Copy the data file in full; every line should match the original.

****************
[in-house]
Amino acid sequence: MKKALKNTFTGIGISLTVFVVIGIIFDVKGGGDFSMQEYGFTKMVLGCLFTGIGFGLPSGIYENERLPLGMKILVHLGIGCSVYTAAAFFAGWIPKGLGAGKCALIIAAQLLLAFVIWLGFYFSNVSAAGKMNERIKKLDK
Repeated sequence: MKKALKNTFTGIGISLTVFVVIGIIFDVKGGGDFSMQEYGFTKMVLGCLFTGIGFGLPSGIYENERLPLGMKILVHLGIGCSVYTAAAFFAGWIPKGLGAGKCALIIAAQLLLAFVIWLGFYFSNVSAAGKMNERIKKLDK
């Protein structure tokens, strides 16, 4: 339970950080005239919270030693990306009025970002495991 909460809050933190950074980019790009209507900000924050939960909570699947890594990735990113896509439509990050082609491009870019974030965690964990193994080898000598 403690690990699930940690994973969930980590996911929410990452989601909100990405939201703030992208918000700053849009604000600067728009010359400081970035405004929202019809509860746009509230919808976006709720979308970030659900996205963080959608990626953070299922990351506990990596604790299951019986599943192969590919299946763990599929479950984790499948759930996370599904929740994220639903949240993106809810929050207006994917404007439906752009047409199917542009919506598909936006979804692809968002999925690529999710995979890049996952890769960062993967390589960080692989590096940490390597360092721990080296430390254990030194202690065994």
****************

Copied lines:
[in-house]
Amino acid sequence: MKKALKNTFTGIGISLTVFVVIGIIFDVKGGGDFSMQEYGFTKMVLGCLFTGIGFGLPSGIYENERLPLGMKILVHLGIGCSVYTAAAFFAGWIPKGLGAGKCALIIAAQLLLAFVIWLGFYFSNVSAAGKMNERIKKLDK
Repeated sequence: MKKALKNTFTGIGISLTVFVVIGIIFDVKGGGDFSMQEYGFTKMVLGCLFTGIGFGLPSGIYENERLPLGMKILVHLGIGCSVYTAAAFFAGWIPKGLGAGKCALIIAAQLLLAFVIWLGFYFSNVSAAGKMNERIKKLDK
């Protein structure tokens, strides 16, 4: 339970950080005239919270030693990306009025970002495991 909460809050933190950074980019790009209507900000924050939960909570699947890594990735990113896509439509990050082609491009870019974030965690964990193994080898000598 403690690990699930940690994973969930980590996911929410990452989601909100990405939201703030992208918000700053849009604000600067728009010359400081970035405004929202019809509860746009509230919808976006709720979308970030659900996205963080959608990626953070299922990351506990990596604790299951019986599943192969590919299946763990599929479950984790499948759930996370599904929740994220639903949240993106809810929050207006994917404007439906752009047409199917542009919506598909936006979804692809968002999925690529999710995979890049996952890769960062993967390589960080692989590096940490390597360092721990080296430390254990030194202690065994």